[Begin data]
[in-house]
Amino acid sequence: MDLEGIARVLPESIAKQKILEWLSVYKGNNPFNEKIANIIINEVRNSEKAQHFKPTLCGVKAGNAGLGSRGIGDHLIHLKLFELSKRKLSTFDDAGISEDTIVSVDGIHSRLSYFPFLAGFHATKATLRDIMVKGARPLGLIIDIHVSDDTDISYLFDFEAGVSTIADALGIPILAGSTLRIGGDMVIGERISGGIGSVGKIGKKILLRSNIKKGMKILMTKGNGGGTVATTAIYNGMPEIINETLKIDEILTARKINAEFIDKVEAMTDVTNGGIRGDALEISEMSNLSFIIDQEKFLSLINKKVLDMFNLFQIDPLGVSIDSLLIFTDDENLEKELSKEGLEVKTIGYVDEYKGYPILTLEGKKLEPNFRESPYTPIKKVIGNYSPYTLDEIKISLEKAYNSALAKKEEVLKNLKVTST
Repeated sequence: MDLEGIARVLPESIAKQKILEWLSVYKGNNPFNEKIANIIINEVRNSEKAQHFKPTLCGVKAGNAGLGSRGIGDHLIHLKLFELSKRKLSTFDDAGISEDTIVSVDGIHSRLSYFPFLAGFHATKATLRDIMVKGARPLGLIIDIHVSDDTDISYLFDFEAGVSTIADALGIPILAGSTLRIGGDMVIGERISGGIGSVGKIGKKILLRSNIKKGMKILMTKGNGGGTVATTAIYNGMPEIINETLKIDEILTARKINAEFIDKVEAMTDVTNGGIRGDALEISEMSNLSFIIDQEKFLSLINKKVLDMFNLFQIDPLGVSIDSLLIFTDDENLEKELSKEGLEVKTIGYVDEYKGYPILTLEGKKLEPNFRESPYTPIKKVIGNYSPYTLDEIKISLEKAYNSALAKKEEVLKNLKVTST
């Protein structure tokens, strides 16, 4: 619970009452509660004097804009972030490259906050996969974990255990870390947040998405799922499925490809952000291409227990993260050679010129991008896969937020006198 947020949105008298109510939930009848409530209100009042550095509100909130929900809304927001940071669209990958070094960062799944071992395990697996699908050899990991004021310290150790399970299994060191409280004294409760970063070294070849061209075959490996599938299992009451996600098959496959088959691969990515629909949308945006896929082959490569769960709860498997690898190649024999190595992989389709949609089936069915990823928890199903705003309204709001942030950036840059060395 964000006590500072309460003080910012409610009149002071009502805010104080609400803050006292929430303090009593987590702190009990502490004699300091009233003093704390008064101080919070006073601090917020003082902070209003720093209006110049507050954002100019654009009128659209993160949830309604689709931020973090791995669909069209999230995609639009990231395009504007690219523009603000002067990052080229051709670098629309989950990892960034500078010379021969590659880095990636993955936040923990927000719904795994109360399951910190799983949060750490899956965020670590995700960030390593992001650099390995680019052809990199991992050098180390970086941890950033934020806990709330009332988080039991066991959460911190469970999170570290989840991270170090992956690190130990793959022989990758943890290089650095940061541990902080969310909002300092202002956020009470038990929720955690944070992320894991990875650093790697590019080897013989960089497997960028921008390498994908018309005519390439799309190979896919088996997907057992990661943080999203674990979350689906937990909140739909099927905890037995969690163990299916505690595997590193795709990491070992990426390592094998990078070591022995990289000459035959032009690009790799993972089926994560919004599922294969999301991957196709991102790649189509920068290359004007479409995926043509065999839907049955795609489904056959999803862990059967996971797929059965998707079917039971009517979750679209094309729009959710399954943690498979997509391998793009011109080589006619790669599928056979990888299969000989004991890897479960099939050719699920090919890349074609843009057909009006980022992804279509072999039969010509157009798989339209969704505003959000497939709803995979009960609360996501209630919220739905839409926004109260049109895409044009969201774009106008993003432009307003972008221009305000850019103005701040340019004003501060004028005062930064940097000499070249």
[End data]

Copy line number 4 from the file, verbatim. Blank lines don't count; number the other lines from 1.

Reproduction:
């Protein structure tokens, strides 16, 4: 619970009452509660004097804009972030490259906050996969974990255990870390947040998405799922499925490809952000291409227990993260050679010129991008896969937020006198 947020949105008298109510939930009848409530209100009042550095509100909130929900809304927001940071669209990958070094960062799944071992395990697996699908050899990991004021310290150790399970299994060191409280004294409760970063070294070849061209075959490996599938299992009451996600098959496959088959691969990515629909949308945006896929082959490569769960709860498997690898190649024999190595992989389709949609089936069915990823928890199903705003309204709001942030950036840059060395 964000006590500072309460003080910012409610009149002071009502805010104080609400803050006292929430303090009593987590702190009990502490004699300091009233003093704390008064101080919070006073601090917020003082902070209003720093209006110049507050954002100019654009009128659209993160949830309604689709931020973090791995669909069209999230995609639009990231395009504007690219523009603000002067990052080229051709670098629309989950990892960034500078010379021969590659880095990636993955936040923990927000719904795994109360399951910190799983949060750490899956965020670590995700960030390593992001650099390995680019052809990199991992050098180390970086941890950033934020806990709330009332988080039991066991959460911190469970999170570290989840991270170090992956690190130990793959022989990758943890290089650095940061541990902080969310909002300092202002956020009470038990929720955690944070992320894991990875650093790697590019080897013989960089497997960028921008390498994908018309005519390439799309190979896919088996997907057992990661943080999203674990979350689906937990909140739909099927905890037995969690163990299916505690595997590193795709990491070992990426390592094998990078070591022995990289000459035959032009690009790799993972089926994560919004599922294969999301991957196709991102790649189509920068290359004007479409995926043509065999839907049955795609489904056959999803862990059967996971797929059965998707079917039971009517979750679209094309729009959710399954943690498979997509391998793009011109080589006619790669599928056979990888299969000989004991890897479960099939050719699920090919890349074609843009057909009006980022992804279509072999039969010509157009798989339209969704505003959000497939709803995979009960609360996501209630919220739905839409926004109260049109895409044009969201774009106008993003432009307003972008221009305000850019103005701040340019004003501060004028005062930064940097000499070249």